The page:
Canada foreign minister tests positive for COVID-19, Quebec shuts bars, gyms

OTTAWA, Dec 20 (Reuters) - This December 20 story corrects final paragraph to show restaurant dining allowed from 5 a.m. to 10 p.m., not 5 p.m. to 10 p.m.

Canadian Foreign Minister Melanie Joly said on Monday a rapid COVID-19 test that she had taken proved to be positive, adding she was working in isolation until the result could be confirmed.

Joly, 42, was named foreign minister in October and would be one of the most prominent domestic politicians to come down with the coronavirus, which is spreading rapidly as the Omicron variant picks up speed.

"I have taken a rapid test and tested positive for COVID-19. Following public health guidelines, I am in isolation and will continue my work virtually, as I have been for a number of days, until I get the results of my PCR test," she tweeted.

Joly did not give further details. Her chief spokeswoman was not immediately available for comment.

Prime Minister Justin Trudeau said on Friday a spike in cases of Omicron was "scary," while a top medical official suggested the healthcare system could soon be swamped. read more

Earlier in the day, Quebec, Canada's second-most-populous province, ordered bars, gyms and casinos shut on Monday and directed people to work only from home.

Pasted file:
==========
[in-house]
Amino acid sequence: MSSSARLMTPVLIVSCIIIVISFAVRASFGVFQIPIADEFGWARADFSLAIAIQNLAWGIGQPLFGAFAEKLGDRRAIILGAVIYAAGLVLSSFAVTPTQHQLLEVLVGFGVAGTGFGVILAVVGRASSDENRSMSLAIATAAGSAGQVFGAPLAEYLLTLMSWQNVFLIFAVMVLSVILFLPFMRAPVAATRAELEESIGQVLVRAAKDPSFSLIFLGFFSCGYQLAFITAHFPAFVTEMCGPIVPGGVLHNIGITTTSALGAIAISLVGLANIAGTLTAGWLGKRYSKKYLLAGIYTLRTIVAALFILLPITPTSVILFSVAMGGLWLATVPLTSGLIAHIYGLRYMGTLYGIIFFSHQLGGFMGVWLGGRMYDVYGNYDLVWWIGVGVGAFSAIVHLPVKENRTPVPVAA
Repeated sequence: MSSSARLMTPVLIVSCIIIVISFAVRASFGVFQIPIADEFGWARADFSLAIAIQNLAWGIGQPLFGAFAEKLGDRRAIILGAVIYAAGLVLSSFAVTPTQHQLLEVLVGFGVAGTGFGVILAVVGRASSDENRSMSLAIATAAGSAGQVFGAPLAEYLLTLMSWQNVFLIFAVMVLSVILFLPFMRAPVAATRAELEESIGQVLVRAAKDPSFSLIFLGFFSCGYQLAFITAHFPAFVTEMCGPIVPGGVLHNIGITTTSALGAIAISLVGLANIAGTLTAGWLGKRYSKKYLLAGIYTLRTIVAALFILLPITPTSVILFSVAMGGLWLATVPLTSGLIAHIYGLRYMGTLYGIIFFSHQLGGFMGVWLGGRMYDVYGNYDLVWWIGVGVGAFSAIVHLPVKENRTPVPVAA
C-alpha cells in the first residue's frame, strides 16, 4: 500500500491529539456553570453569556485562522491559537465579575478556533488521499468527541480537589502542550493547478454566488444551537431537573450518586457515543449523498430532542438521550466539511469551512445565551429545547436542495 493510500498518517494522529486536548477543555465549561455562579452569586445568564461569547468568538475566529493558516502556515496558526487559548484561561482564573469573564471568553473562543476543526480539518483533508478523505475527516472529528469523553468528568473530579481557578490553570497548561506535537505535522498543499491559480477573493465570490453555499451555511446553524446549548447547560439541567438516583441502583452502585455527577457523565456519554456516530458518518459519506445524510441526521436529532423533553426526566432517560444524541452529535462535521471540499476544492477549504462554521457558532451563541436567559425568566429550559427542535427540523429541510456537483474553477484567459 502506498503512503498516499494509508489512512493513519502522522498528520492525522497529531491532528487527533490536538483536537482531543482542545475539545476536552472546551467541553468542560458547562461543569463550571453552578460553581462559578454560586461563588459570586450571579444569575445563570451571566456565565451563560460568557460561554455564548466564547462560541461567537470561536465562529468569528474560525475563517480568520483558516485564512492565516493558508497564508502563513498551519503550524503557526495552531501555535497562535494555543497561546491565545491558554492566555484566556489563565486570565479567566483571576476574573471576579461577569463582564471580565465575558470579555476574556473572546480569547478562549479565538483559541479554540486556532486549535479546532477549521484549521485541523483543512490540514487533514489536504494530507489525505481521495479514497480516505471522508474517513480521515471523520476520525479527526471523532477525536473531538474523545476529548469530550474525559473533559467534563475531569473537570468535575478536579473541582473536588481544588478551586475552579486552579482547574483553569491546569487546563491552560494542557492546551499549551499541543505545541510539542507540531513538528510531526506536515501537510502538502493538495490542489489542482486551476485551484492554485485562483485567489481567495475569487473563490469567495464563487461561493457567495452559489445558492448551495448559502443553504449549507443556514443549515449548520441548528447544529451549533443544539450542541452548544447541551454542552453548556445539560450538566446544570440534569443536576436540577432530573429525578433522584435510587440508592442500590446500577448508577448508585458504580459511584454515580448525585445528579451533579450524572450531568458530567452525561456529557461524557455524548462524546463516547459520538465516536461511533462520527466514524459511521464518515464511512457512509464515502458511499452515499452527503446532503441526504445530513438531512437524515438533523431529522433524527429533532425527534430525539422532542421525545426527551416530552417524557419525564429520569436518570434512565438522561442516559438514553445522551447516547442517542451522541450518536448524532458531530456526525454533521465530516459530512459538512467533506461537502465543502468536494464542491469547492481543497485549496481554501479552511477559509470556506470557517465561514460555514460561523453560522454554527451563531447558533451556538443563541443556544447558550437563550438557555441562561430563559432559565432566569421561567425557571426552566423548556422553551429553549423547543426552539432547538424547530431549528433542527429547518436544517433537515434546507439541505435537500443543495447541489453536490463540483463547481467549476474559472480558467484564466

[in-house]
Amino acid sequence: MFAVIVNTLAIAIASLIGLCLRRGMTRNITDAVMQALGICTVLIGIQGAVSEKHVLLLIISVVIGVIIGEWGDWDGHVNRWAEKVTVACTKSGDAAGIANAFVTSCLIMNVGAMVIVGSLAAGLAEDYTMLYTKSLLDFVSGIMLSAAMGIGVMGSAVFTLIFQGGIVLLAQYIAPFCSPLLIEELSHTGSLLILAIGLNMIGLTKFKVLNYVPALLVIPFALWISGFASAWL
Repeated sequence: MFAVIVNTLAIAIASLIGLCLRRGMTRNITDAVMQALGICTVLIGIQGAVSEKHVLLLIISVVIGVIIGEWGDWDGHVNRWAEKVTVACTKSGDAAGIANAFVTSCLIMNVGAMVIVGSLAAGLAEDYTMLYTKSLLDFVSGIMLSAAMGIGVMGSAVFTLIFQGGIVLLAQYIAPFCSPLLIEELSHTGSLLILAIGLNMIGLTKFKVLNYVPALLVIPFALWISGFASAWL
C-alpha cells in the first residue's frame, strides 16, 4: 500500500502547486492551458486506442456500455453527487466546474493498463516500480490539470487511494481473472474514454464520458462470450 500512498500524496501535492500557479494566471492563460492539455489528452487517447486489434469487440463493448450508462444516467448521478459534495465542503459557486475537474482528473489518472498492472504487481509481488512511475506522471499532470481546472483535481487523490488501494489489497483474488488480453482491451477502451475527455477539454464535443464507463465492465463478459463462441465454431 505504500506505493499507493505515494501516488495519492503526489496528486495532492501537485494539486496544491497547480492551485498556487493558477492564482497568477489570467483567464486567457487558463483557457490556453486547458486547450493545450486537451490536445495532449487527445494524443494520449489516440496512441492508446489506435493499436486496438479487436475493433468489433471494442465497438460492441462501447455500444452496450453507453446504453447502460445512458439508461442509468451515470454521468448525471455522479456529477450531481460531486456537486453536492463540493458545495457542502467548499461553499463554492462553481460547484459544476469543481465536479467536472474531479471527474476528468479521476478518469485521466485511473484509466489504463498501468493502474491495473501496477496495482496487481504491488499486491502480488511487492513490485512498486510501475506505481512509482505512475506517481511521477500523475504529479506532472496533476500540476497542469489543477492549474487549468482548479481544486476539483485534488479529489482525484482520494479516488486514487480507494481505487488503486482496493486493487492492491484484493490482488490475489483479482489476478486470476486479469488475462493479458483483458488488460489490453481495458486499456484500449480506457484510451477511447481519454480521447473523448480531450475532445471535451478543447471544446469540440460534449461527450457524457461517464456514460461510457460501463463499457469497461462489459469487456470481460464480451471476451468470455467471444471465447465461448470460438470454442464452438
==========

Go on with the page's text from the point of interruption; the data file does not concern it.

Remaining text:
Quebec Health Minister Christian Dube said the province had a record 4,500 new cases of the coronavirus a day and predicted worse was yet to come.

He urged Quebecers to cut down personal contacts with the approach of Christmas and New Year's Day. The new measures were due to take effect at 5 p.m. (2200 GMT) on Monday.

"The situation is critical. ... Right now we are waging a war against the virus," Dube told a virtual briefing.

"We will have new projections from our specialists this evening and let's be honest, they probably won't be encouraging," he said.

Dube said most schools would shut down immediately until Jan. 10. Restaurant dining will be allowed from 5 a.m. to 10 p.m. and all sporting events would be played without spectators.

Reporting by David Ljunggren; Editing by Howard Goller and Peter Cooney

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Thomson Reuters

Covers Canadian political, economic and general news as well as breaking news across North America, previously based in London and Moscow and a winner of Reuters’ Treasury scoop of the year.